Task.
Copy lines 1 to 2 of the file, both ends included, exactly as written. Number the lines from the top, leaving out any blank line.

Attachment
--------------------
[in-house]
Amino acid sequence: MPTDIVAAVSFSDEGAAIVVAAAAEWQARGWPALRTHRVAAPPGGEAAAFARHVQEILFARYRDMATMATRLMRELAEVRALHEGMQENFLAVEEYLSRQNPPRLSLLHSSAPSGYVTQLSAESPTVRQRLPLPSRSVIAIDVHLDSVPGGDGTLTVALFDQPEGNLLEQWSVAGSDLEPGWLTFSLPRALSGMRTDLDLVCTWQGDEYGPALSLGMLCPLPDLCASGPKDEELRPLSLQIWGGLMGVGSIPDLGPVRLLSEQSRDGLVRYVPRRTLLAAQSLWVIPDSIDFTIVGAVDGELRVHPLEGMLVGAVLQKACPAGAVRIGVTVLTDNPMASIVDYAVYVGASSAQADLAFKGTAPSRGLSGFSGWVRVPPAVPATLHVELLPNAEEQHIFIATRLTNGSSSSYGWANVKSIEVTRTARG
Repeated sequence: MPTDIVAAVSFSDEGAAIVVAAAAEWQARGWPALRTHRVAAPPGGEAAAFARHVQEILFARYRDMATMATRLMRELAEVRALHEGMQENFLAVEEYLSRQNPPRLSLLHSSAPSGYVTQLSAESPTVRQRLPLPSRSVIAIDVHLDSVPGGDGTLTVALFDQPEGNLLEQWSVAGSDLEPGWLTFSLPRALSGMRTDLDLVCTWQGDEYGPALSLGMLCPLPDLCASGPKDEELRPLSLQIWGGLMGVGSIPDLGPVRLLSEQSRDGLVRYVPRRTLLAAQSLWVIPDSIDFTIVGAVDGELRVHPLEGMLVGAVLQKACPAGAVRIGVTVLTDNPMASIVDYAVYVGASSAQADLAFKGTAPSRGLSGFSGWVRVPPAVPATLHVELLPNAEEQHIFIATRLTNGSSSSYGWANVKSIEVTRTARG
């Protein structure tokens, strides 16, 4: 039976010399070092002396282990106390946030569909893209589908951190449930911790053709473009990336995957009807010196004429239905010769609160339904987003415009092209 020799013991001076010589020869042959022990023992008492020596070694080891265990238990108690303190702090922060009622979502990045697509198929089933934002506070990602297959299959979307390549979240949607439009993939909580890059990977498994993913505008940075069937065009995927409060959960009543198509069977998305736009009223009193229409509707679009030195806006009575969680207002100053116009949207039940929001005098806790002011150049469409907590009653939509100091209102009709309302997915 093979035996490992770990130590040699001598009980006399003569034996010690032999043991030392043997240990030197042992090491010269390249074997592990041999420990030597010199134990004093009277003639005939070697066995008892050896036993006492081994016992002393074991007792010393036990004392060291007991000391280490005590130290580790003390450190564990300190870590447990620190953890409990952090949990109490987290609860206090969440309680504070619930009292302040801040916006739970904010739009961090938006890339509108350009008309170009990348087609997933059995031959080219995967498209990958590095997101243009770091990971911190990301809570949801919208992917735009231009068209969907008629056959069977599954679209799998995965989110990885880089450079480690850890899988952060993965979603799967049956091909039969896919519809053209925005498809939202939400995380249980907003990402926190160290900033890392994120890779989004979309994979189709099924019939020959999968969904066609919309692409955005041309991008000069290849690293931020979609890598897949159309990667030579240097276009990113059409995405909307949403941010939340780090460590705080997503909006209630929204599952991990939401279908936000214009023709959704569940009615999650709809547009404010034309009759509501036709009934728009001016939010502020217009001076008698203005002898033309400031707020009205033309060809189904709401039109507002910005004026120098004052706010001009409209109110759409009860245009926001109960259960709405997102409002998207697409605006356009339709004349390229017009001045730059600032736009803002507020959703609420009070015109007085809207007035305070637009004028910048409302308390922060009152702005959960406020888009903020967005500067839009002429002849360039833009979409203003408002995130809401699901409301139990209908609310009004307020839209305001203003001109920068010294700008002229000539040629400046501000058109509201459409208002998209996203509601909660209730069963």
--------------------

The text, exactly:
[in-house]
Amino acid sequence: MPTDIVAAVSFSDEGAAIVVAAAAEWQARGWPALRTHRVAAPPGGEAAAFARHVQEILFARYRDMATMATRLMRELAEVRALHEGMQENFLAVEEYLSRQNPPRLSLLHSSAPSGYVTQLSAESPTVRQRLPLPSRSVIAIDVHLDSVPGGDGTLTVALFDQPEGNLLEQWSVAGSDLEPGWLTFSLPRALSGMRTDLDLVCTWQGDEYGPALSLGMLCPLPDLCASGPKDEELRPLSLQIWGGLMGVGSIPDLGPVRLLSEQSRDGLVRYVPRRTLLAAQSLWVIPDSIDFTIVGAVDGELRVHPLEGMLVGAVLQKACPAGAVRIGVTVLTDNPMASIVDYAVYVGASSAQADLAFKGTAPSRGLSGFSGWVRVPPAVPATLHVELLPNAEEQHIFIATRLTNGSSSSYGWANVKSIEVTRTARG